Earlier this week, the California Budget Project released our annual Labor Day report, taking a look at the latest employment and wage trends, what they mean for workers and their families, and some key implications for public policy. This new report shows that even after more than three years of job gains, California’s recovery from the Great Recession thus far has left many workers behind.
Uneven Progress: What the Economic Recovery Has Meant for California’s Workers finds that Californians continue to face a deeply challenging job market, with long-term unemployment down only slightly from a record high, much of the state still stuck in double-digit unemployment, and wages among low- and mid-wage workers still below where they were prior to the recession, after adjusting for inflation. Here are some key findings from the report:
- Even after three years of job growth, California has about 600,000 fewer jobs than it did prior to the recession, and unemployment remains high in many parts of the state. During the first half of 2013, most California counties — 34 out of 58 — had an average unemployment rate in the double digits.
- The share of unemployed Californians who have been seeking work for six months or longer is down only slightly from a record high and stands at 43.1 percent. In other words, more than two out of five unemployed Californians have been looking for a job for at least half a year. What’s more, many workers who do have jobs are unable to obtain full-time employment. Involuntary part-time employment — when workers cannot obtain a full-time schedule even though they want one — is currently a reality for more than 1.3 million workers, or 8.0 percent of all employed Californians.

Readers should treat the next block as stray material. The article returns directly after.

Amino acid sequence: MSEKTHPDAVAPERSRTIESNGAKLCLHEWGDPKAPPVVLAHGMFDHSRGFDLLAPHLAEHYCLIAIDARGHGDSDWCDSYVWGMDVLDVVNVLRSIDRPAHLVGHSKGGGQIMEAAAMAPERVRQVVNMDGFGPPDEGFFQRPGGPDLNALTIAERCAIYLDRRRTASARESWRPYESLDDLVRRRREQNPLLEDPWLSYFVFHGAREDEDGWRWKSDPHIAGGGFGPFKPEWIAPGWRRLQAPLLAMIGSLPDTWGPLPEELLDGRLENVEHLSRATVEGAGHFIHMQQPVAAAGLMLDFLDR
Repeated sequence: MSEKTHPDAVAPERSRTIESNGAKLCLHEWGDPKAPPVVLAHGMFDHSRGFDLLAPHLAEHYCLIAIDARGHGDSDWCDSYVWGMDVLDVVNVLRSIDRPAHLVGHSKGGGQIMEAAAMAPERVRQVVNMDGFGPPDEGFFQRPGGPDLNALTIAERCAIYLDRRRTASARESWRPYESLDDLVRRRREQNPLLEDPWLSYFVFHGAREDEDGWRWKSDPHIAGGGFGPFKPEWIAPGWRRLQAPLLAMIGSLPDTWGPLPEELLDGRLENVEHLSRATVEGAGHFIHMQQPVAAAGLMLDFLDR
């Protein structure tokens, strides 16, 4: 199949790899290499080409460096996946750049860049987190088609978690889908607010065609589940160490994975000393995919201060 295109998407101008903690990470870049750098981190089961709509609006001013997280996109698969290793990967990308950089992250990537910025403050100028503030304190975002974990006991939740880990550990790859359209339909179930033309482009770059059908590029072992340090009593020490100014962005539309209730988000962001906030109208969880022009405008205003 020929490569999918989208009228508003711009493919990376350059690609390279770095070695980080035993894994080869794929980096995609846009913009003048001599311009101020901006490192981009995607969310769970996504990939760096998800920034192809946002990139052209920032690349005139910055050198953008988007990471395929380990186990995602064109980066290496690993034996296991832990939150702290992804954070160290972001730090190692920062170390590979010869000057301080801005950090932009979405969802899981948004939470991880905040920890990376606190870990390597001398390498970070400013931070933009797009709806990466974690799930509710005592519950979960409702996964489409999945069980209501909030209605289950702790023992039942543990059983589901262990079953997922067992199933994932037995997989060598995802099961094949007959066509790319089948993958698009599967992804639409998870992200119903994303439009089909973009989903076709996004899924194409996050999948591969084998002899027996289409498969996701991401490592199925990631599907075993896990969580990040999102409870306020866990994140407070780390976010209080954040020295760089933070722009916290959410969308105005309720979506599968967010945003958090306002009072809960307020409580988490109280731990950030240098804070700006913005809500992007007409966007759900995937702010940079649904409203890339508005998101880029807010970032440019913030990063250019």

- Compared to prior recoveries in California, the current recovery is more heavily reliant on service industry growth that typically pays lower wages. For example, the leisure and hospitality industry accounted for nearly one-quarter (24.4 percent) of total job growth between February 2010 and June 2013, a much larger contribution than this industry had made to earlier economic recoveries.
- Due to recent gains, high-wage workers — those at the 80th percentile of California’s earnings distribution — have seen inflation-adjusted hourly earnings nearly return to their 2006 level. Meanwhile, inflation-adjusted wages of low-wage workers (those at the 20th percentile) remain 5.9 percent below their pre-recession level, while those for mid-wage workers (with earnings exactly in the middle of the distribution) are 3.8 percent below the pre-recession level.
Uneven Progress highlights the importance of state policymakers taking actions to support workers and their families and foster broadly shared prosperity over the long term. These include raising the minimum wage, boosting support for child care and the CalWORKs Program, and reinvesting in education across the spectrum — early education, K-12 schools, and colleges and universities.
In the coming weeks, the California Budget Project will issue additional analyses on California’s job market recovery and how the state’s workers and their families are faring. Stay tuned to this blog and our website, and be sure to join our email list to receive all the latest updates.
This article originally appeared on California Budget Bites.